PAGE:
Where do we go from here, with just two weeks left in the regular season, plus a week of conference championships (or in the case of the Big 12, who has no conference championship game, one last regular-season weekend)? From here, it looks like this.

Control their own destiny

First, No. 1 (CFP) Alabama, No. 2 Oregon, and No. 3 Florida State, all of whom still have their rivalry game plus a conference championship game ahead. FSU has their rivalry game with Florida, plus the ACC championship game with Georgia Tech. While the Gators have had an off year (head coach Will Muschamp is leaving at the end of the season), this is a rivalry game, and the Gators have nothing to lose; followed by Georgia Tech, who run a unique and tricky version of the triple option that is difficult to defend.

After their cupcake weekend against FCS’s Western Carolina, Alabama has the Iron Bowl against Auburn, plus an SEC championship matchup with either Georgia or Missouri. Neither of these games will be gimmes for the Crimson Tide, who memorably lost last year’s Iron Bowl to Auburn on a miraculous last-second return of a missed field goal. Then there’s Oregon, who still has to travel to Corvallis, Ore. to take on 5-5 Oregon State, and despite their record, the Beavers won’t be a pushover by any means after upsetting Pac-12 South contender Arizona State last weekend.

Need some help

In this group, there’s No. 4 Mississippi State, No. 5 TCU, and and No. 6 Ohio State. The Bulldogs not only need to win out – the Egg Bowl with Ole Miss lies ahead after Vanderbilt – they also need Bama to slip up along the way, either against Auburn or in the SEC championship. The Horned Frogs are at a bit of a disadvantage in that the Big 12 does not have a conference championship game, and it will remain to be seen if this will affect how the CFP committee views that. TCU also has a date this weekend in Austin with the Texas Longhorns, who can possibly play spoiler with a win.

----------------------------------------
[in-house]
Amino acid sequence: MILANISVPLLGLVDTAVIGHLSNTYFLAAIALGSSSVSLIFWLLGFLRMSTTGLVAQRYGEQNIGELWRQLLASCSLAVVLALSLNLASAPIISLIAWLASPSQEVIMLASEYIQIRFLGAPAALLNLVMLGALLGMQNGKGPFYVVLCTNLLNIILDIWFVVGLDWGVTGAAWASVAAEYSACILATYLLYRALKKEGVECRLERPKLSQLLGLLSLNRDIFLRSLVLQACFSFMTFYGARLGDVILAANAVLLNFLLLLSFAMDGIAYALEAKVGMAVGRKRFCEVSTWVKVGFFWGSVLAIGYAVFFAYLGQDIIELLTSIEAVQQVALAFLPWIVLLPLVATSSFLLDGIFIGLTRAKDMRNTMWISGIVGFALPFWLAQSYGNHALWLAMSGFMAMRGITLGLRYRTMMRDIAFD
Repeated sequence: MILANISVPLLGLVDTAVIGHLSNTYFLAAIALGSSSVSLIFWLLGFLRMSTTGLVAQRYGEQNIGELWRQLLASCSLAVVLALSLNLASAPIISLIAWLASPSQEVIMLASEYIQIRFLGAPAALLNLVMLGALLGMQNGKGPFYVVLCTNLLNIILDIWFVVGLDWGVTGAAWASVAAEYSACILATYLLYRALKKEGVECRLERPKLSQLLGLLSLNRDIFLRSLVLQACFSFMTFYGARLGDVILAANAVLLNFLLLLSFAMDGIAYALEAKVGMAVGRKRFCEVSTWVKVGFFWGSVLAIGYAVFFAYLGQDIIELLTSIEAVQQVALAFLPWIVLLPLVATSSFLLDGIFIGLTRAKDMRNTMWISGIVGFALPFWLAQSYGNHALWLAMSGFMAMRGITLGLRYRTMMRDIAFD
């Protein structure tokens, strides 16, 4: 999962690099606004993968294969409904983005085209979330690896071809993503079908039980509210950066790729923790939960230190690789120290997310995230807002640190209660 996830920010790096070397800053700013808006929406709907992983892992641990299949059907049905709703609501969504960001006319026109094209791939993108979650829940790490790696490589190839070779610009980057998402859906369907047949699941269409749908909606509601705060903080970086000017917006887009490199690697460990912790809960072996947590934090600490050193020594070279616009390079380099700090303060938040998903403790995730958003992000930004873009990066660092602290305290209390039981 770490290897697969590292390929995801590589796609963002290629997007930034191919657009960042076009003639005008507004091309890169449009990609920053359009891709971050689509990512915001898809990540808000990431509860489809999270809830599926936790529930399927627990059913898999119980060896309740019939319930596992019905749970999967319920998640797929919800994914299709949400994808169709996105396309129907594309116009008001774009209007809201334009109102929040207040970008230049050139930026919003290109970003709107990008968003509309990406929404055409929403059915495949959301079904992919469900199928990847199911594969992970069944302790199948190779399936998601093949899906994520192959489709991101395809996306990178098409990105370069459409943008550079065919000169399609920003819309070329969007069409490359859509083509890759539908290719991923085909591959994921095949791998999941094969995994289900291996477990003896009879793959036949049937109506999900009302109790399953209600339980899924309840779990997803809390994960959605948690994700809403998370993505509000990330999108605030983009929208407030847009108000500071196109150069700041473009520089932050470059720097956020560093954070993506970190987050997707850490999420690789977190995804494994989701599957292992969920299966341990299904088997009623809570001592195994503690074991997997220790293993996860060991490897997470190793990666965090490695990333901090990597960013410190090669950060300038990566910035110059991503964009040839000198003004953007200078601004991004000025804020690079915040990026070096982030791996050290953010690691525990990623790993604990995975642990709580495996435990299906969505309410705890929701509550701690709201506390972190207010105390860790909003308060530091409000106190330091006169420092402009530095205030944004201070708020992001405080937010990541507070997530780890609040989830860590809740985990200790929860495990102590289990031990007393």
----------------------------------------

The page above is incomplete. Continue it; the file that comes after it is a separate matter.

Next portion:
The Buckeyes could be a huge wild card in this mix, though they still need to beat That School Up North (never a given, even though the game is in Columbus this year), and a likely date in the B1G championship game with resurgent Wisconsin. Should the Scarlet and Gray take care of business as they have done since their Week 2 loss to the Hokies, it is widely believed that they may appear in the final four on December 7 – however it would definitely help if the Rebels beat Mississippi State, and the Longhorns knock off TCU.

Need lots of help

Finally, we have No. 7 Baylor, No. 8 Mississippi, No. 9 UCLA, and No. 10 Georgia. All four of these schools who round out the CFP top 10 face the difficult task of not only winning out but having multiple teams ahead of them lose games. Ole Miss, UCLA and Georgia are also the highest ranked schools with two losses; given the number of one-loss teams still standing, it’d be a long shot even if all the holes in the Swiss cheese lined up properly.